Ms. Pac-Man was originally conceived as an enhancement kit for Pac-Man called Crazy Otto, created by programmers employed at the General Computer Corporation (GCC). While Crazy Otto was under development, GCC settled a lawsuit with Atari over their Missile Command conversion kit Super Missile Attack. Part of the settlement terms barred GCC from selling future conversion kits without consent from the original game manufacturer.
Rather than scrapping Crazy Otto entirely, the programmers chose to present the completed game to Midway, Namco's American distributor of Pac-Man. Midway was enthusiastic that such a game had come to their attention, as they were hoping to capitalize on the success of Pac-Man with a sequel. They bought the rights to Crazy Otto and worked with GCC and Namco to prepare the game for release. In final development, the game's name and characters experienced multiple changes. Sprites, text, and minor game elements were altered to better reflect the Pac-Man series.
The game was initially titled Super Pac-Man, containing Pac-Man as the lead character. Inspired by the cutscenes of Crazy Otto featuring Crazy Otto's female counterpart, the lead character was made female and the game was renamed Pac-Woman. That name was dropped in favor of Miss Pac-Man, but the developers then realized that, given the third intermission showing a stork delivering a baby to Pac-Man and the player's character, confusion could arise about their relationship. In light of this, the name was changed to Mrs. Pac-Man, and then finally to Ms. Pac-Man, which rolled off the tongue easier. Programmer Steve Golson said "in the span of just two weeks, it went from Crazy Otto to Super Pac-Man to Miss Pac-Man." These later changes (Miss, Mrs., and Ms.) all occurred within 72 hours of actual production.
Shortly before release, Stan Jarocki of Midway stated that Ms. Pac-Man was conceived in part as a response to the original Pac-Man being "the first commercial videogame to involve large numbers of women as players," and that it was "our way of thanking all those lady arcaders who have played and enjoyed Pac-Man." According to one 1982 estimate, a majority of Pac-Man players were women. This is corroborated by marketing chief Michael Leone of the Castle Park Entertainment Center, who noted that his company "noticed a recent trend in our game pavilions that indicates a tremendous female acceptance of the Pac-Man game," further noting that it "was only natural for Midway...to introduce a Ms. Pac-Man."
The Killer List of Videogames reported that Ms. Pac-Man was the first in a series of unauthorized sequels, also including Pac-Man Plus, Mr. & Mrs. Pac-Man, Baby Pac-Man, Professor Pac-Man, and Jr. Pac-Man, that eventually led to the termination of the licensing agreement between Namco and Midway. However, further reporting has disputed this allegation as it applies to Ms. Pac-Man. GCC co-founder Doug Macrae noted that Masaya Nakamura, Namco's president at the time, gave him direct feedback on the Ms. Pac-Man character. In an interview, Macrae said, "We sent out ROMs to Midway, and they sent them over to Japan for the President of Namco, Masaya Nakamura, to look at. He said, 'Love the concept, get rid of the hair.'" He added, "There was a little bit of embarrassment [at Namco] of the fact that the sequel was being done somewhere other than in their own laboratories. ...The arrangement that Namco had with Midway was that Namco would still get their royalty on Ms. Pac-Man...and Midway could choose to do whatever they wanted in paying us a royalty in addition to Namco."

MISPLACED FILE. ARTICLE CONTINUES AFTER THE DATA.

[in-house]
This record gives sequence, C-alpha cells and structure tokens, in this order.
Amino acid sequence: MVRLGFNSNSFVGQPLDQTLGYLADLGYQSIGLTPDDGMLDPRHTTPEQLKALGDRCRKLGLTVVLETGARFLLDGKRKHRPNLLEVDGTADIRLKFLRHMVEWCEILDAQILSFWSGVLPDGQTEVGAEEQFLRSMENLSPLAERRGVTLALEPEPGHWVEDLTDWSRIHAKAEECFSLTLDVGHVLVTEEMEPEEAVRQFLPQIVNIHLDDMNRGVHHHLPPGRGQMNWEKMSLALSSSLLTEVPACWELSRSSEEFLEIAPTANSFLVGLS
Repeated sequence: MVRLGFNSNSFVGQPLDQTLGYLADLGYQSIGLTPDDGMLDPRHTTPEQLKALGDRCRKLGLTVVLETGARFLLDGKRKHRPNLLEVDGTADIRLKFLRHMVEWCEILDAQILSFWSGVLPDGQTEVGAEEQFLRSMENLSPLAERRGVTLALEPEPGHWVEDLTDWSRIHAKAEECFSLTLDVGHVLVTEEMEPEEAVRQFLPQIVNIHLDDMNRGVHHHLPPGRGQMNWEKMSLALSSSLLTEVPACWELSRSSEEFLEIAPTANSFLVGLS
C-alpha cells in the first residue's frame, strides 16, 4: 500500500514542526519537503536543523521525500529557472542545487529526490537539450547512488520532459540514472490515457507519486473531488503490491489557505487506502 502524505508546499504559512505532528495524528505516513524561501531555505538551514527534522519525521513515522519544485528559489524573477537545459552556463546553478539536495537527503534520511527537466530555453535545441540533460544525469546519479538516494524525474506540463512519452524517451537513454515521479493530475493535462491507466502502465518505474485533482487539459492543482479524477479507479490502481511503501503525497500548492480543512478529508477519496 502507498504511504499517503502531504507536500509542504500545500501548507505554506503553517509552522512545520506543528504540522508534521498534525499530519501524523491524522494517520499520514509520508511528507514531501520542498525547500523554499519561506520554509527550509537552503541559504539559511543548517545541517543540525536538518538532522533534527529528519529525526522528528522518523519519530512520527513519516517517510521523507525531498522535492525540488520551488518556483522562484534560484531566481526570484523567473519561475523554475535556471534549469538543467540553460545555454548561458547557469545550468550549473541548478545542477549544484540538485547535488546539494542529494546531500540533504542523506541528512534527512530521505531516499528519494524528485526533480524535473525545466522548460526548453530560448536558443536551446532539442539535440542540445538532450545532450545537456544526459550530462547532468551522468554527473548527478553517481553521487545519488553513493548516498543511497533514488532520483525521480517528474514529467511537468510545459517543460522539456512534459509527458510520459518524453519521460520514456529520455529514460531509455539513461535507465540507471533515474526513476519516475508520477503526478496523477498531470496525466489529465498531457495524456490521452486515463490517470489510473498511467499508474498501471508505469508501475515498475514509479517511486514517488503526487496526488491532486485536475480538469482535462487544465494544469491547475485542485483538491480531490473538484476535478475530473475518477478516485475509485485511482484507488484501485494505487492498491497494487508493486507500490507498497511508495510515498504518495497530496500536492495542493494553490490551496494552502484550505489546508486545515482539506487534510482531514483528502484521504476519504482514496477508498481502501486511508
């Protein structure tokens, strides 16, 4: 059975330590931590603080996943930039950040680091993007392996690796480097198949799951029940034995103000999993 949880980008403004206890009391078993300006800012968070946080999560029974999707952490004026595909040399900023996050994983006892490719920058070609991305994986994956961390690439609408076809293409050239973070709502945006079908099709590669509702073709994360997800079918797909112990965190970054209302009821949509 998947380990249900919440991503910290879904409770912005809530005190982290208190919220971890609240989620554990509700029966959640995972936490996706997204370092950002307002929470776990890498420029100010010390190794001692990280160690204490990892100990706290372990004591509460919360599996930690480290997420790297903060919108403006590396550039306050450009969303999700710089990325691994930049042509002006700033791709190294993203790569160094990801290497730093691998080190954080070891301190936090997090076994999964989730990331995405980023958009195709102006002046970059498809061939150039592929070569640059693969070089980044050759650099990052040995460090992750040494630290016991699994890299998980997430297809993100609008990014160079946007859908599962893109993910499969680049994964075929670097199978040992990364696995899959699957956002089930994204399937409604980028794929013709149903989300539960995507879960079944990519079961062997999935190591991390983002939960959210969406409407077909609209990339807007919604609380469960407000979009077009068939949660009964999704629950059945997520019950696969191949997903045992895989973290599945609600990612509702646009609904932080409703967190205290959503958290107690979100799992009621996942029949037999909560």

The GCC group agreed on October 29, 1981 to give the rights to Ms. Pac-Man to Midway in exchange for royalty payments for the game's sale. At the time, Midway held the license from Namco for distribution of Pac-Man games, advertising, and merchandise in North America. After the game became wildly successful, Midway and GCC undertook a legal battle concerning merchandise royalties before ultimately reaching a settlement in 1983. This settlement stated that GCC members would be paid royalties by Midway for usage of Ms. Pac-Man in commercial contexts. The Ms. Pac-Man license fell back to Namco after Namco terminated the licensing deal with Midway in 1984, reportedly over the release of unauthorized sequels to Pac-Man.
Namco, (now Bandai Namco,) made an additional agreement with the GCC stakeholders in 2008. While Bandai Namco does control the Ms. Pac-Man copyright and intellectual property, some royalty rights and obligations are unresolved.
In August 2019, AtGames, a company that specializes in microconsoles featuring older arcade games, acquired the royalties owed to GCC. AtGames had initially approached the GCC group members about licensing Ms. Pac-Man for potential products. Bandai Namco, on learning that AtGames had been seeking these rights for a possible mini-arcade game, filed a lawsuit against AtGames alleging that AtGames misrepresented itself as licensed to make Ms. Pac-Man products, and created Ms. Pac-Man mini-cabinets under those claims. It also alleged false advertising, unfair competition, and copyright infringement.